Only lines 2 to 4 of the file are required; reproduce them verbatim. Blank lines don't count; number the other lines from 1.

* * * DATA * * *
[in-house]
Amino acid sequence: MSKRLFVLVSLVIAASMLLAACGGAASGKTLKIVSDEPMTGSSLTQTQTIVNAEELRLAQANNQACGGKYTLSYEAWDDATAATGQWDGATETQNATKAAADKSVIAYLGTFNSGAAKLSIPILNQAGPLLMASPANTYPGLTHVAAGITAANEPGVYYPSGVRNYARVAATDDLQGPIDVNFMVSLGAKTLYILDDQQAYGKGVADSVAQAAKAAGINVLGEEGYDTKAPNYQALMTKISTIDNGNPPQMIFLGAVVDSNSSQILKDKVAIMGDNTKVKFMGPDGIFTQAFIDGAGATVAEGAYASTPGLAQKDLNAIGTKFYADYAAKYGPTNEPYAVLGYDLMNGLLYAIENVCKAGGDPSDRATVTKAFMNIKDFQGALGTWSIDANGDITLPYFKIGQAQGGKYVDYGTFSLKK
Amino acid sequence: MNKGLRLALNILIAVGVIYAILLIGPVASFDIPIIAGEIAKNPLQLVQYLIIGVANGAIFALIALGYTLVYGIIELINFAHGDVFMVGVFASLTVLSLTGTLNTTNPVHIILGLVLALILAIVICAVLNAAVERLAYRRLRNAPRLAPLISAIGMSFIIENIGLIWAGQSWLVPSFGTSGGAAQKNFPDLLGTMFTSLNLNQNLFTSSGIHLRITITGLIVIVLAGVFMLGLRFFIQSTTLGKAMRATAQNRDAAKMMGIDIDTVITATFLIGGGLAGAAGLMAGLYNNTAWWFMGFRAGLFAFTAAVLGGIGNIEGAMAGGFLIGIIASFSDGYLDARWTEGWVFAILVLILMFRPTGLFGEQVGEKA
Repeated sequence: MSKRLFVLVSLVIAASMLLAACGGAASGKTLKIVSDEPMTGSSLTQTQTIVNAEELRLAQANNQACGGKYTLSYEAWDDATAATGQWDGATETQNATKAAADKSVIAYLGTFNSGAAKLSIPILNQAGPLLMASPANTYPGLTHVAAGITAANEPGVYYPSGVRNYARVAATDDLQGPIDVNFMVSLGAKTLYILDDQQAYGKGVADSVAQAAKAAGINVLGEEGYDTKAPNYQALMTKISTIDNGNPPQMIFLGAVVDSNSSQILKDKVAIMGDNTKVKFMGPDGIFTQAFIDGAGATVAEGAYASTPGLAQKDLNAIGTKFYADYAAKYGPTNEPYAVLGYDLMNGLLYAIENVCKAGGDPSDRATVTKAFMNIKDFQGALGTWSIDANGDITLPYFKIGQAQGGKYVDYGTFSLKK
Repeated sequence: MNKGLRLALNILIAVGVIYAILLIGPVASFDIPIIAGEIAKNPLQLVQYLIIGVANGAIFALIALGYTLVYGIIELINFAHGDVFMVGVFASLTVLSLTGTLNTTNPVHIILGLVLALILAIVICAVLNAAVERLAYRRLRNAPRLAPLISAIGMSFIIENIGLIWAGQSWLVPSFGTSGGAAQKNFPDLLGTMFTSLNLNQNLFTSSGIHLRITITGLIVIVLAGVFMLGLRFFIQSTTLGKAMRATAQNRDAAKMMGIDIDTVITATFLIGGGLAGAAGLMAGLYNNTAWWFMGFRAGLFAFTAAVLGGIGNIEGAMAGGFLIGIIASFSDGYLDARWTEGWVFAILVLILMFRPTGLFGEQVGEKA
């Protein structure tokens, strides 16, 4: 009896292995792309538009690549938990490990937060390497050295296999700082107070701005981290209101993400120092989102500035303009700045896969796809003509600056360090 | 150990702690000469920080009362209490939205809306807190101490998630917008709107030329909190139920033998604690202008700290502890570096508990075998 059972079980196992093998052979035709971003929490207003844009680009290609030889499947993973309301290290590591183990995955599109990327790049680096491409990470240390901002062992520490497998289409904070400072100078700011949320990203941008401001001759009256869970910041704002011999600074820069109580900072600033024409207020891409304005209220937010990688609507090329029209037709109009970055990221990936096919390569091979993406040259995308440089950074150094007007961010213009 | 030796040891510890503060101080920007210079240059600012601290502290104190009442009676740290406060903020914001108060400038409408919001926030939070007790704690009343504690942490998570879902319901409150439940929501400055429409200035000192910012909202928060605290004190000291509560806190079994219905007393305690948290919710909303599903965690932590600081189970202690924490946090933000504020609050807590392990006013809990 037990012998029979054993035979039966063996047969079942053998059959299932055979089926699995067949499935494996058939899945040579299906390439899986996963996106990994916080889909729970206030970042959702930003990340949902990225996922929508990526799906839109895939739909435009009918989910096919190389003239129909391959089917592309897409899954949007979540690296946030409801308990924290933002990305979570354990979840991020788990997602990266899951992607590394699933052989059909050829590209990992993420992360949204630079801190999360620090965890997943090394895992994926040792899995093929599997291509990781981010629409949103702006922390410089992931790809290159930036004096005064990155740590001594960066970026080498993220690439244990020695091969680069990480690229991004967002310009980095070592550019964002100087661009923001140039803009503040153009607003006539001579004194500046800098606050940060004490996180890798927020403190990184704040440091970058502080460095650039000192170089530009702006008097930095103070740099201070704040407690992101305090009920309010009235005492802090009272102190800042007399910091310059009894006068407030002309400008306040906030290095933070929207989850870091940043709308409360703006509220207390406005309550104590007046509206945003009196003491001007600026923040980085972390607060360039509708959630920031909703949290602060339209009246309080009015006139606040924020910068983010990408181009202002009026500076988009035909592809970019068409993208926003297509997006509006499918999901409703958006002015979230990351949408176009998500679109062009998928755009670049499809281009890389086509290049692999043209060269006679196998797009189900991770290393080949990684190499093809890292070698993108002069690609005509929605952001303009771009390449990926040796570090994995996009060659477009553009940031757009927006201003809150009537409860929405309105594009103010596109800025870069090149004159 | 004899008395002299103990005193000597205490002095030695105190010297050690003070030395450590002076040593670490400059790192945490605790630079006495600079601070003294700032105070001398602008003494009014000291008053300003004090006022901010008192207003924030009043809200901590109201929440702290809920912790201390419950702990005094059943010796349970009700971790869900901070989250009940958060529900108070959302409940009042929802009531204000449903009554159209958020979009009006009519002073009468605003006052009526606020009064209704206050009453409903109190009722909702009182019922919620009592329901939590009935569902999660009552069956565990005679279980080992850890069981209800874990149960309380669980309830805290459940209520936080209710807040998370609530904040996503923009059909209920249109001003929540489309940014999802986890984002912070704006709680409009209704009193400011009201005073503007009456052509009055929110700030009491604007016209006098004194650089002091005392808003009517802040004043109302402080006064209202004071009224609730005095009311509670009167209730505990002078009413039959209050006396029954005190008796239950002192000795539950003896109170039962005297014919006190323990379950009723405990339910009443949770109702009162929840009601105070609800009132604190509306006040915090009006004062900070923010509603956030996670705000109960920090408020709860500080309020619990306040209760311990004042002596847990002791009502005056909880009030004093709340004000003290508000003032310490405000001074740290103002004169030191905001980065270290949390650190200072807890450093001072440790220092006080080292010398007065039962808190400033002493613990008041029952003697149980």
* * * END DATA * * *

Amino acid sequence: MSKRLFVLVSLVIAASMLLAACGGAASGKTLKIVSDEPMTGSSLTQTQTIVNAEELRLAQANNQACGGKYTLSYEAWDDATAATGQWDGATETQNATKAAADKSVIAYLGTFNSGAAKLSIPILNQAGPLLMASPANTYPGLTHVAAGITAANEPGVYYPSGVRNYARVAATDDLQGPIDVNFMVSLGAKTLYILDDQQAYGKGVADSVAQAAKAAGINVLGEEGYDTKAPNYQALMTKISTIDNGNPPQMIFLGAVVDSNSSQILKDKVAIMGDNTKVKFMGPDGIFTQAFIDGAGATVAEGAYASTPGLAQKDLNAIGTKFYADYAAKYGPTNEPYAVLGYDLMNGLLYAIENVCKAGGDPSDRATVTKAFMNIKDFQGALGTWSIDANGDITLPYFKIGQAQGGKYVDYGTFSLKK
Amino acid sequence: MNKGLRLALNILIAVGVIYAILLIGPVASFDIPIIAGEIAKNPLQLVQYLIIGVANGAIFALIALGYTLVYGIIELINFAHGDVFMVGVFASLTVLSLTGTLNTTNPVHIILGLVLALILAIVICAVLNAAVERLAYRRLRNAPRLAPLISAIGMSFIIENIGLIWAGQSWLVPSFGTSGGAAQKNFPDLLGTMFTSLNLNQNLFTSSGIHLRITITGLIVIVLAGVFMLGLRFFIQSTTLGKAMRATAQNRDAAKMMGIDIDTVITATFLIGGGLAGAAGLMAGLYNNTAWWFMGFRAGLFAFTAAVLGGIGNIEGAMAGGFLIGIIASFSDGYLDARWTEGWVFAILVLILMFRPTGLFGEQVGEKA
Repeated sequence: MSKRLFVLVSLVIAASMLLAACGGAASGKTLKIVSDEPMTGSSLTQTQTIVNAEELRLAQANNQACGGKYTLSYEAWDDATAATGQWDGATETQNATKAAADKSVIAYLGTFNSGAAKLSIPILNQAGPLLMASPANTYPGLTHVAAGITAANEPGVYYPSGVRNYARVAATDDLQGPIDVNFMVSLGAKTLYILDDQQAYGKGVADSVAQAAKAAGINVLGEEGYDTKAPNYQALMTKISTIDNGNPPQMIFLGAVVDSNSSQILKDKVAIMGDNTKVKFMGPDGIFTQAFIDGAGATVAEGAYASTPGLAQKDLNAIGTKFYADYAAKYGPTNEPYAVLGYDLMNGLLYAIENVCKAGGDPSDRATVTKAFMNIKDFQGALGTWSIDANGDITLPYFKIGQAQGGKYVDYGTFSLKK